HomeNewsPoliticians who use humour on Twitter may lose credibility and support: Study

Politicians who use humour on Twitter may lose credibility and support: Study

This new research was published in the journal ‘Communication Research Reports’.

Political candidates’ use of humour on social media could sometimes backfire on them with potential supporters, suggests a new research that appeared in the journal ‘Communication Research Reports’. The study involved 476 college students from The Ohio State University who viewed a profile of a fictious political candidate on the social media site Twitter named Alex Smith. Mind you! No political party was assigned in this research.

Participants were randomly assigned to see an Alex Smith who was either male or female and either young or old, as depicted by their photos. The Twitter profiles contained five tweets pertaining to infrastructure, education, voting and campaign donations.

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As per the study, people who participated in the research were more likely to view messages using humour as inappropriate for a political candidate they didn’t know. That led participants to rate a candidate using humour as less credible than one who didn’t – and less likely to get their vote.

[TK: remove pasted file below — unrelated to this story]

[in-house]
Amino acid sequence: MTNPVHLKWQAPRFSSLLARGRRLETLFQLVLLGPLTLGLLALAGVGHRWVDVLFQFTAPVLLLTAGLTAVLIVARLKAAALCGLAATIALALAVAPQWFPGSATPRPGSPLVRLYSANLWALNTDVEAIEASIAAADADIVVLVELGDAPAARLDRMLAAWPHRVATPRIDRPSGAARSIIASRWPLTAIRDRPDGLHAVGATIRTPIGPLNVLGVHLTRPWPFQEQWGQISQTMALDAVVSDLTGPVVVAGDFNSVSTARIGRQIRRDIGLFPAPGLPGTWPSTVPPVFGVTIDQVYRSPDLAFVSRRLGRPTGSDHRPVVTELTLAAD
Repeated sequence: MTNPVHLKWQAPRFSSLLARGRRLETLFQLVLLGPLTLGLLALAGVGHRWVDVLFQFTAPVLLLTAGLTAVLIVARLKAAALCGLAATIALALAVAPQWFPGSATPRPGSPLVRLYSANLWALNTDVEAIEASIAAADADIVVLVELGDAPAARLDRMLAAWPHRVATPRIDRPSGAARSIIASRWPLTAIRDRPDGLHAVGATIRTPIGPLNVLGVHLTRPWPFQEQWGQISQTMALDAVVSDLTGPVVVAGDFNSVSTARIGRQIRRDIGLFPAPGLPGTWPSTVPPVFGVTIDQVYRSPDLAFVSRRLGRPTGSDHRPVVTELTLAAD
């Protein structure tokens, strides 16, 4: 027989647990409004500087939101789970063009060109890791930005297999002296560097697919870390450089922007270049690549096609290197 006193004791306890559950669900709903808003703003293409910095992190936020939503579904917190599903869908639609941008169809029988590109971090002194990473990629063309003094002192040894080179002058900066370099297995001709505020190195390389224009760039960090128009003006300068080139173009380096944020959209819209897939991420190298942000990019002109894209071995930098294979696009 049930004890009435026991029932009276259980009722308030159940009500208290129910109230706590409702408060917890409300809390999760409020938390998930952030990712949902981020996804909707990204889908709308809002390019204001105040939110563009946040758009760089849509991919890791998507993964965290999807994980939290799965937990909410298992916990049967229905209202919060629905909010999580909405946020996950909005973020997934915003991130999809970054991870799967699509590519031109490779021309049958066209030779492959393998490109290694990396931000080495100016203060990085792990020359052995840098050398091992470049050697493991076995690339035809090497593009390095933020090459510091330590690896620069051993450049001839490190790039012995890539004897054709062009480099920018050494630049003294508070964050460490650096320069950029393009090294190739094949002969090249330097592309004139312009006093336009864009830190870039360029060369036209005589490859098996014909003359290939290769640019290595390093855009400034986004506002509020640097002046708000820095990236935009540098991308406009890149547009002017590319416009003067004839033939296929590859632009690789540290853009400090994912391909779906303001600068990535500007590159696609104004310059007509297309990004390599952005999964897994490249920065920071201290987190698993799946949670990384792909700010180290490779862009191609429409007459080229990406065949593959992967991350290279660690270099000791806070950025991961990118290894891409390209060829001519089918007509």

“Candidates should be cautious about using humour on social media. People have expectations that politicians will show seriousness and competence even on social media, where users are often encouraged to be more informal,” said Olivia Bullock, co-author of the study and a doctoral student in communication at The Ohio State University.

Stating that people who participated in this research reacted to posts from a fictitious candidate about whom they had no prior knowledge, study co-author Austin Hubner, also a doctoral student in communication at Ohio State, said, “It is possible that the rules may be different for politicians – like Donald Trump or Elizabeth Warren – who are already known. For candidates who aren’t well-known, using humour may be more of a risk than for established politicians.”

Half of the participants saw straightforward tweets on the issue, while the other half saw tweets that used a humorous device – puns – to send the same message. As a result, candidates who used humour in their tweets were deemed less credible and participants were then less likely to say they would vote and campaign for and donate to them if they were running in their district. Mind you! The sex or age of the candidate did not affect how participants in the study judged the use of humour.

Therefore, the research hints that candidates should be mindful of their audience on social media, particularly when they’re first starting out as people have certain expectations of political candidates and they need to keep those in mind when they are communicating, concluded Bullock.

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